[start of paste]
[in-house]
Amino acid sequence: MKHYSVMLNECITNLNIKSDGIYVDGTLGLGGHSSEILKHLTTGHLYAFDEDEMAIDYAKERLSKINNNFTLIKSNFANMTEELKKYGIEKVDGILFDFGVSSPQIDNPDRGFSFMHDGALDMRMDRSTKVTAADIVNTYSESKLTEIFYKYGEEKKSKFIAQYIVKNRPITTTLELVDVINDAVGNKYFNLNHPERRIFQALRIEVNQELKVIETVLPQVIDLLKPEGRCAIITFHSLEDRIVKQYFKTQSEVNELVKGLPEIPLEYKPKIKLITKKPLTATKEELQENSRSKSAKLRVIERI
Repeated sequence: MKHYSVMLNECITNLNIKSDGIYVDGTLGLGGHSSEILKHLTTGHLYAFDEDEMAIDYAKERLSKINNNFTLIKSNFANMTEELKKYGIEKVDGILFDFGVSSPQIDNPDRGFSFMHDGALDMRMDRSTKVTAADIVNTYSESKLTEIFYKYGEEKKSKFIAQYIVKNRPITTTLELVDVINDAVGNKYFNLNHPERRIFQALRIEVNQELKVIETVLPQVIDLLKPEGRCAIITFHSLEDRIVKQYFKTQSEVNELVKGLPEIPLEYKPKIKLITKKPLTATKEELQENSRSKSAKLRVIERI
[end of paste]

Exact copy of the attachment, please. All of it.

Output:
[in-house]
Amino acid sequence: MKHYSVMLNECITNLNIKSDGIYVDGTLGLGGHSSEILKHLTTGHLYAFDEDEMAIDYAKERLSKINNNFTLIKSNFANMTEELKKYGIEKVDGILFDFGVSSPQIDNPDRGFSFMHDGALDMRMDRSTKVTAADIVNTYSESKLTEIFYKYGEEKKSKFIAQYIVKNRPITTTLELVDVINDAVGNKYFNLNHPERRIFQALRIEVNQELKVIETVLPQVIDLLKPEGRCAIITFHSLEDRIVKQYFKTQSEVNELVKGLPEIPLEYKPKIKLITKKPLTATKEELQENSRSKSAKLRVIERI
Repeated sequence: MKHYSVMLNECITNLNIKSDGIYVDGTLGLGGHSSEILKHLTTGHLYAFDEDEMAIDYAKERLSKINNNFTLIKSNFANMTEELKKYGIEKVDGILFDFGVSSPQIDNPDRGFSFMHDGALDMRMDRSTKVTAADIVNTYSESKLTEIFYKYGEEKKSKFIAQYIVKNRPITTTLELVDVINDAVGNKYFNLNHPERRIFQALRIEVNQELKVIETVLPQVIDLLKPEGRCAIITFHSLEDRIVKQYFKTQSEVNELVKGLPEIPLEYKPKIKLITKKPLTATKEELQENSRSKSAKLRVIERI